Cheap quasi-repeat of a dear study of cheap-versus-dear fake medicines

A new, celebrated medical paper echoes the beloved study that long ago earned an Ig Nobel Prize for medicine. The Los Angeles Times summarizes the new study, with the headline:

‘Expensive’ placebos work better than ‘cheap’ ones, study finds“.

The new study is:

espayPlacebo effect of medication cost in Parkinson disease,” Alberto J. Espay [pictured here], MD, MSc, Matthew M. Norris, MEng, James C. Eliassen, PhD, Alok Dwivedi, PhD, Matthew S. Smith, BS, Christi Banks, CCRC, Jane B. Allendorfer, PhD, Anthony E. Lang, MD, FRCPC, David E. Fleck, PhD, Michael J. Linke, PhD and Jerzy P. Szaflarski, MD, PhD, Neurology, epub January 28, 2015.

The 2008 Ig Nobel Prize was awarded to Dan Ariely of Duke University, Rebecca L. Waber of MIT, Baba Shiv of Stanford University, and Ziv Carmon of INSEAD for “demonstrating that high-priced fake medicine is more effective than low-priced fake medicine“. The team described their discovery in a 2008 paper:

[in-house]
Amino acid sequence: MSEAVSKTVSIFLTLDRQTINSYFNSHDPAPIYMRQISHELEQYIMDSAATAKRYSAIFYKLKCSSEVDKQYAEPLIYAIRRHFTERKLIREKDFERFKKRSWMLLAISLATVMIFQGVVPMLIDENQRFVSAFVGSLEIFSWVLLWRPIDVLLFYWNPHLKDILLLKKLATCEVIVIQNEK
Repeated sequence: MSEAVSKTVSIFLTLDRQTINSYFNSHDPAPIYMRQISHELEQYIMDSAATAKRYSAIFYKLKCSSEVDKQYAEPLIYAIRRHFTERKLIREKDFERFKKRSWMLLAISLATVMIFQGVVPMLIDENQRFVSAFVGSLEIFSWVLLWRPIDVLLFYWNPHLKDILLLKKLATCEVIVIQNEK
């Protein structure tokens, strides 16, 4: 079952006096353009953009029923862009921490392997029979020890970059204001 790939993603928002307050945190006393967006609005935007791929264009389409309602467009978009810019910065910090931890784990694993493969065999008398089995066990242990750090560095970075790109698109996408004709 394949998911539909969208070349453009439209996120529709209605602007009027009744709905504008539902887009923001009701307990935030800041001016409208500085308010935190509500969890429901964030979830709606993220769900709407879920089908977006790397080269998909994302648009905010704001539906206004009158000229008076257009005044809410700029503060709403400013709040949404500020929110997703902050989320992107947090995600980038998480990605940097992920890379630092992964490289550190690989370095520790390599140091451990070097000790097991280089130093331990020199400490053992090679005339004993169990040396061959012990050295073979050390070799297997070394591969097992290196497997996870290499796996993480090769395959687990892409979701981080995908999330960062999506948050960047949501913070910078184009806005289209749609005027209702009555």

Commercial Features of Placebo and Therapeutic Efficacy,” Rebecca L. Waber; Baba Shiv; Ziv Carmon; Dan Ariely, Journal of the American Medical Association, March 5, 2008; 299: 1016-1017.

The new study does not mention that 2008 prize-winning study, but does mention an earlier paper by Dan Ariely, one of the 2008 study’s authors, about booze:

Try it, you’ll like it: the influence of expectation, consumption, and revelation on preferences for beer,” L. Lee, S. Frederick, D. Ariely, Psychological Science, 2006;17:1054–1058.

Thus does medicine advance, with mutters – if not always mentions – of similar discoveries, made earlier, by other people.

The University of Cincinnati, home of several of the new study’s authors, issued a proud press release, which begins:

Study: Perceptions of Drug’s Cost May Affect How Much Patients Benefit

CINCINNATI—People’s perceptions of the cost of a drug may affect how much they benefit from the drug, even when they are receiving only a placebo, according to new research from the University of Cincinnati (UC).


Alberto Espay, MD, [pictured here] an associate professor in the UC Department of Neurology and Rehabilitation Medicine and director and endowed chair of the James J. and Joan A. Gardner Center for Parkinson’s Disease and Movement Disorders at the UC Neuroscience Institute, describes the findings in the Jan. 28 online issue of Neurology